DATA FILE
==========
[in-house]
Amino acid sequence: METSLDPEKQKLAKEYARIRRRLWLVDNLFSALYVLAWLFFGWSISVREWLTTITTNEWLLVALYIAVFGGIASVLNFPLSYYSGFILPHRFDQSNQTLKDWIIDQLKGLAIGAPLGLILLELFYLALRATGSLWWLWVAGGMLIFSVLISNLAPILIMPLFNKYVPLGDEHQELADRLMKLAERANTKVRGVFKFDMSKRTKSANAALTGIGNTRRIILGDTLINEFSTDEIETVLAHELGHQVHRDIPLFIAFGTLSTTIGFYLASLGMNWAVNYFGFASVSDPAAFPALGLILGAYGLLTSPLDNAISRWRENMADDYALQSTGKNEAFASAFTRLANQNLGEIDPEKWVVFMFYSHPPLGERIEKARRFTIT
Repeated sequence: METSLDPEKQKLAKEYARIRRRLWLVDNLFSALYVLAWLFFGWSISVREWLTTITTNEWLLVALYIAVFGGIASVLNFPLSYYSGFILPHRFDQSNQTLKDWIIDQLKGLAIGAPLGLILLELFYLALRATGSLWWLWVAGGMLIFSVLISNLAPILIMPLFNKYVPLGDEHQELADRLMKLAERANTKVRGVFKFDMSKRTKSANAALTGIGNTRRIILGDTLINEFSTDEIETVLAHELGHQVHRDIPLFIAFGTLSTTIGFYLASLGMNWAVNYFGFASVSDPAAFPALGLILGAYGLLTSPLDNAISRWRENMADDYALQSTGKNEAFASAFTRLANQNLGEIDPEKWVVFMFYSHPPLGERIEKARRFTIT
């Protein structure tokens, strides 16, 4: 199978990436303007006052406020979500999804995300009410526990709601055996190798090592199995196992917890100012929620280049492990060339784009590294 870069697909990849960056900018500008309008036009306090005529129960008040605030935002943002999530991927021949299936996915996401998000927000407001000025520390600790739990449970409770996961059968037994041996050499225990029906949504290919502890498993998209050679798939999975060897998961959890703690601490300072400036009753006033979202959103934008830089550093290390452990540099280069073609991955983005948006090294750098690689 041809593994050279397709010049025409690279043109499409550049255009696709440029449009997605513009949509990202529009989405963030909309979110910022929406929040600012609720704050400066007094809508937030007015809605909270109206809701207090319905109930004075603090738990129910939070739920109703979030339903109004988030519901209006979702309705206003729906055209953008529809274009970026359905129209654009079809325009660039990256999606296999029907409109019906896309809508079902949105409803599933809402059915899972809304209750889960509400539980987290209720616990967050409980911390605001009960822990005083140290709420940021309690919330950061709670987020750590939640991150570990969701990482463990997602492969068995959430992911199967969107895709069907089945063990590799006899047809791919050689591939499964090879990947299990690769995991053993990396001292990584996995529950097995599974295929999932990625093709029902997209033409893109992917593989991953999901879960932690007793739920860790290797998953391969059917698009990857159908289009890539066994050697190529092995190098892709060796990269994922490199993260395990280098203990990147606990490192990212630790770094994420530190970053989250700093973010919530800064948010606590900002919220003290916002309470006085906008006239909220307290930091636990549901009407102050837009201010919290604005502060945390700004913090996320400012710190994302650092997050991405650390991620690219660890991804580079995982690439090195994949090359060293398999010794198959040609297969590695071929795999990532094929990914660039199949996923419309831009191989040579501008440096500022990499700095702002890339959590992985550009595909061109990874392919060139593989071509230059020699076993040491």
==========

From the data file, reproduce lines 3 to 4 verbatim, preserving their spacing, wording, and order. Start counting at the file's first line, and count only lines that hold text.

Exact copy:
Repeated sequence: METSLDPEKQKLAKEYARIRRRLWLVDNLFSALYVLAWLFFGWSISVREWLTTITTNEWLLVALYIAVFGGIASVLNFPLSYYSGFILPHRFDQSNQTLKDWIIDQLKGLAIGAPLGLILLELFYLALRATGSLWWLWVAGGMLIFSVLISNLAPILIMPLFNKYVPLGDEHQELADRLMKLAERANTKVRGVFKFDMSKRTKSANAALTGIGNTRRIILGDTLINEFSTDEIETVLAHELGHQVHRDIPLFIAFGTLSTTIGFYLASLGMNWAVNYFGFASVSDPAAFPALGLILGAYGLLTSPLDNAISRWRENMADDYALQSTGKNEAFASAFTRLANQNLGEIDPEKWVVFMFYSHPPLGERIEKARRFTIT
């Protein structure tokens, strides 16, 4: 199978990436303007006052406020979500999804995300009410526990709601055996190798090592199995196992917890100012929620280049492990060339784009590294 870069697909990849960056900018500008309008036009306090005529129960008040605030935002943002999530991927021949299936996915996401998000927000407001000025520390600790739990449970409770996961059968037994041996050499225990029906949504290919502890498993998209050679798939999975060897998961959890703690601490300072400036009753006033979202959103934008830089550093290390452990540099280069073609991955983005948006090294750098690689 041809593994050279397709010049025409690279043109499409550049255009696709440029449009997605513009949509990202529009989405963030909309979110910022929406929040600012609720704050400066007094809508937030007015809605909270109206809701207090319905109930004075603090738990129910939070739920109703979030339903109004988030519901209006979702309705206003729906055209953008529809274009970026359905129209654009079809325009660039990256999606296999029907409109019906896309809508079902949105409803599933809402059915899972809304209750889960509400539980987290209720616990967050409980911390605001009960822990005083140290709420940021309690919330950061709670987020750590939640991150570990969701990482463990997602492969068995959430992911199967969107895709069907089945063990590799006899047809791919050689591939499964090879990947299990690769995991053993990396001292990584996995529950097995599974295929999932990625093709029902997209033409893109992917593989991953999901879960932690007793739920860790290797998953391969059917698009990857159908289009890539066994050697190529092995190098892709060796990269994922490199993260395990280098203990990147606990490192990212630790770094994420530190970053989250700093973010919530800064948010606590900002919220003290916002309470006085906008006239909220307290930091636990549901009407102050837009201010919290604005502060945390700004913090996320400012710190994302650092997050991405650390991620690219660890991804580079995982690439090195994949090359060293398999010794198959040609297969590695071929795999990532094929990914660039199949996923419309831009191989040579501008440096500022990499700095702002890339959590992985550009595909061109990874392919060139593989071509230059020699076993040491």